Tag Archive | childhood lessons

Undeniable

Leaning forward I quietly asked my daughter, “Do you remember the first time you lied and knew you were lying?”

Niki shrugged and said, “No. I don’t think so.”

“Well, I do.” I confessed. “I was in second grade and I hated the baggy brown stockings I had to wear to school. They wrinkled around my ankles and looked terrible. The stockings I wore to church on Sunday mornings were white and not at all saggy…probably because they were worn only one day of the week, whereas the brown stockings were continuously washed and worn. Both required a garter belt to hold them up.”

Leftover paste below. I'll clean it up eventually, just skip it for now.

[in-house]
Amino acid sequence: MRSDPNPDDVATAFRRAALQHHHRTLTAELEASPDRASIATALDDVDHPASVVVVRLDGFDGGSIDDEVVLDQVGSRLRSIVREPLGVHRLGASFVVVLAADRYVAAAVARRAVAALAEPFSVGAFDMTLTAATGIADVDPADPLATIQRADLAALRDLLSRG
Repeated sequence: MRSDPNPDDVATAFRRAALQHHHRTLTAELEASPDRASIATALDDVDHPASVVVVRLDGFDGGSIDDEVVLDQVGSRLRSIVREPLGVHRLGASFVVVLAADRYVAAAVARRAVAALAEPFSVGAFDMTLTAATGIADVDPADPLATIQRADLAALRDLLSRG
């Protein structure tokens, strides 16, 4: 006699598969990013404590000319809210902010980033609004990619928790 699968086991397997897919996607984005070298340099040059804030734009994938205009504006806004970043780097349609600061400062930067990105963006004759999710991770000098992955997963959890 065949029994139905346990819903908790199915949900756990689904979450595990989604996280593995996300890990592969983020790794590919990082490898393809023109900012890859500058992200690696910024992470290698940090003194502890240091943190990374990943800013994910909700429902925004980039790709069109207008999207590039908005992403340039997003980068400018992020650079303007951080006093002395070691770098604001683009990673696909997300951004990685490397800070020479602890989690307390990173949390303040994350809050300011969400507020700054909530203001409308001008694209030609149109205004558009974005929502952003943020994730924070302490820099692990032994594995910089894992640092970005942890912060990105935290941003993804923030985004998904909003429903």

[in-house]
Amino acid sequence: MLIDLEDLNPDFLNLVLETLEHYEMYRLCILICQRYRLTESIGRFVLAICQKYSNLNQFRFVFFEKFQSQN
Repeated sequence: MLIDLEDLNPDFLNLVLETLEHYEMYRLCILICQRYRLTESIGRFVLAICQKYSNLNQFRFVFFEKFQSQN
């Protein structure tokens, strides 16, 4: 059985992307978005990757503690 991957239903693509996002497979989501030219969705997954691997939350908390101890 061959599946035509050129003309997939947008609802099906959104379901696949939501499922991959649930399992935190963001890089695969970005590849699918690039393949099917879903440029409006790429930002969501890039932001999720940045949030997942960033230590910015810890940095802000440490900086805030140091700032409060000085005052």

Amused by my tale, Niki asked, “How did wearing saggy socks cause you to lie?”

“Pride.” I said with a sad shake of my head. “One evening after school I told Mom that my teacher, Sister Mary Michaeleen, wanted all of the girls in the class to start wearing their white stockings to school.”

Chuckling, my daughter said, “Did Grammie fall for that lie?”

I said, “Of course not. I’m the youngest of seven children. She had four other girls before me and hadn’t just fallen off the turnip truck. What I wanted and why was entirely transparent.” Continue reading